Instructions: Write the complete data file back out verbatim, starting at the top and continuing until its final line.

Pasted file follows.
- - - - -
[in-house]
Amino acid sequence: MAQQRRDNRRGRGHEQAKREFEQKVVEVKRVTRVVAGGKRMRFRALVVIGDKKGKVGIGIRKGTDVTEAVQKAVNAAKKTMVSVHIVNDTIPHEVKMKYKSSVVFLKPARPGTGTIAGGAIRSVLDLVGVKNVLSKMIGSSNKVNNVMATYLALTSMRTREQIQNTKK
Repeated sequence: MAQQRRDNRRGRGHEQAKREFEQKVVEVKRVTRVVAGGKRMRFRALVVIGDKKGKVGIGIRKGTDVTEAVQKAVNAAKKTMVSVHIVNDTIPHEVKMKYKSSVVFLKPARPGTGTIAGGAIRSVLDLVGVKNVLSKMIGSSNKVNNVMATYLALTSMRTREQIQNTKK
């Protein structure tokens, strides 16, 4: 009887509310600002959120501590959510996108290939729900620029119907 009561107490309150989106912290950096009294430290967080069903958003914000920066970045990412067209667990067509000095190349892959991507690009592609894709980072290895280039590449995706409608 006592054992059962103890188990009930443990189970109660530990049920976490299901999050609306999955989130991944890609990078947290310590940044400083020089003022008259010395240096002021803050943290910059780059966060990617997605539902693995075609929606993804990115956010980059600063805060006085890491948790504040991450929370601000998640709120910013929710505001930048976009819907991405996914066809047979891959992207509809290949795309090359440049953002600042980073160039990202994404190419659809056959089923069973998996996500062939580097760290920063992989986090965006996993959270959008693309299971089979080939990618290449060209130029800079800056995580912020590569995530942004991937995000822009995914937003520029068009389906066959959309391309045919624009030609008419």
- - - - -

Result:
[in-house]
Amino acid sequence: MAQQRRDNRRGRGHEQAKREFEQKVVEVKRVTRVVAGGKRMRFRALVVIGDKKGKVGIGIRKGTDVTEAVQKAVNAAKKTMVSVHIVNDTIPHEVKMKYKSSVVFLKPARPGTGTIAGGAIRSVLDLVGVKNVLSKMIGSSNKVNNVMATYLALTSMRTREQIQNTKK
Repeated sequence: MAQQRRDNRRGRGHEQAKREFEQKVVEVKRVTRVVAGGKRMRFRALVVIGDKKGKVGIGIRKGTDVTEAVQKAVNAAKKTMVSVHIVNDTIPHEVKMKYKSSVVFLKPARPGTGTIAGGAIRSVLDLVGVKNVLSKMIGSSNKVNNVMATYLALTSMRTREQIQNTKK
């Protein structure tokens, strides 16, 4: 009887509310600002959120501590959510996108290939729900620029119907 009561107490309150989106912290950096009294430290967080069903958003914000920066970045990412067209667990067509000095190349892959991507690009592609894709980072290895280039590449995706409608 006592054992059962103890188990009930443990189970109660530990049920976490299901999050609306999955989130991944890609990078947290310590940044400083020089003022008259010395240096002021803050943290910059780059966060990617997605539902693995075609929606993804990115956010980059600063805060006085890491948790504040991450929370601000998640709120910013929710505001930048976009819907991405996914066809047979891959992207509809290949795309090359440049953002600042980073160039990202994404190419659809056959089923069973998996996500062939580097760290920063992989986090965006996993959270959008693309299971089979080939990618290449060209130029800079800056995580912020590569995530942004991937995000822009995914937003520029068009389906066959959309391309045919624009030609008419």